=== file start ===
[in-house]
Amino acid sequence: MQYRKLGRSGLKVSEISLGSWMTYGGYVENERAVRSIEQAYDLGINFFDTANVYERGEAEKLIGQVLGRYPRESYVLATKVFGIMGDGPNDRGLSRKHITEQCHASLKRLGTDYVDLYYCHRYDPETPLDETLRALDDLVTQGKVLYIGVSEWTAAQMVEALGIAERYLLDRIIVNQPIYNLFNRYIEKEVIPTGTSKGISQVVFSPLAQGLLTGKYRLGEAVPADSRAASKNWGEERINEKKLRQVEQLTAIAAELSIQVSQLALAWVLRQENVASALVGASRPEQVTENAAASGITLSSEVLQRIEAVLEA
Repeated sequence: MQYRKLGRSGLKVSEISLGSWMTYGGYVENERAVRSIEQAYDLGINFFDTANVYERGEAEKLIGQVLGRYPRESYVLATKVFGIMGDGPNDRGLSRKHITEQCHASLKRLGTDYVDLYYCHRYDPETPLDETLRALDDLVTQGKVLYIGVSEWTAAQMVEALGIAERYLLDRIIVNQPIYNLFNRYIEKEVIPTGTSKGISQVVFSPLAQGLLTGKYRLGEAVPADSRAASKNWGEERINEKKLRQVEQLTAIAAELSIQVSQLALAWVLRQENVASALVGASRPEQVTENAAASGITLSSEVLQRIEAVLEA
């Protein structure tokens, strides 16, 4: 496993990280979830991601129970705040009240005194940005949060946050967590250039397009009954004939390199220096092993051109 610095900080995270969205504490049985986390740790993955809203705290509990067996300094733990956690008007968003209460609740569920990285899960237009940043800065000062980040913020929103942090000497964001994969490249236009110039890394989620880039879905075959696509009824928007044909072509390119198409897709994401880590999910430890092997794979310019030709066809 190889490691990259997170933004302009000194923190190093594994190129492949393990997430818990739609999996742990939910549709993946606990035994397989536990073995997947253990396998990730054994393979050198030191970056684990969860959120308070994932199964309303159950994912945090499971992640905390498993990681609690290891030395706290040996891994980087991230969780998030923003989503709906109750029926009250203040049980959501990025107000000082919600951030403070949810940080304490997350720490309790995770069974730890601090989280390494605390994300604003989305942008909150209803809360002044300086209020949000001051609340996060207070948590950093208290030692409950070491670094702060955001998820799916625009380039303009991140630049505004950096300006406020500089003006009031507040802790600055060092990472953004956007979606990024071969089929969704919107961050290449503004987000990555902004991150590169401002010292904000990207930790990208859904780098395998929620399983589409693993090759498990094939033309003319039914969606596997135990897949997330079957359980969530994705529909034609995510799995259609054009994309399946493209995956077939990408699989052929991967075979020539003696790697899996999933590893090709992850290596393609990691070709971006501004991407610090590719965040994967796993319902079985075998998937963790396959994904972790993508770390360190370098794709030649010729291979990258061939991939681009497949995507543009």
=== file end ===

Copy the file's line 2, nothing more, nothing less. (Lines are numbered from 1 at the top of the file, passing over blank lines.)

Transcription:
Amino acid sequence: MQYRKLGRSGLKVSEISLGSWMTYGGYVENERAVRSIEQAYDLGINFFDTANVYERGEAEKLIGQVLGRYPRESYVLATKVFGIMGDGPNDRGLSRKHITEQCHASLKRLGTDYVDLYYCHRYDPETPLDETLRALDDLVTQGKVLYIGVSEWTAAQMVEALGIAERYLLDRIIVNQPIYNLFNRYIEKEVIPTGTSKGISQVVFSPLAQGLLTGKYRLGEAVPADSRAASKNWGEERINEKKLRQVEQLTAIAAELSIQVSQLALAWVLRQENVASALVGASRPEQVTENAAASGITLSSEVLQRIEAVLEA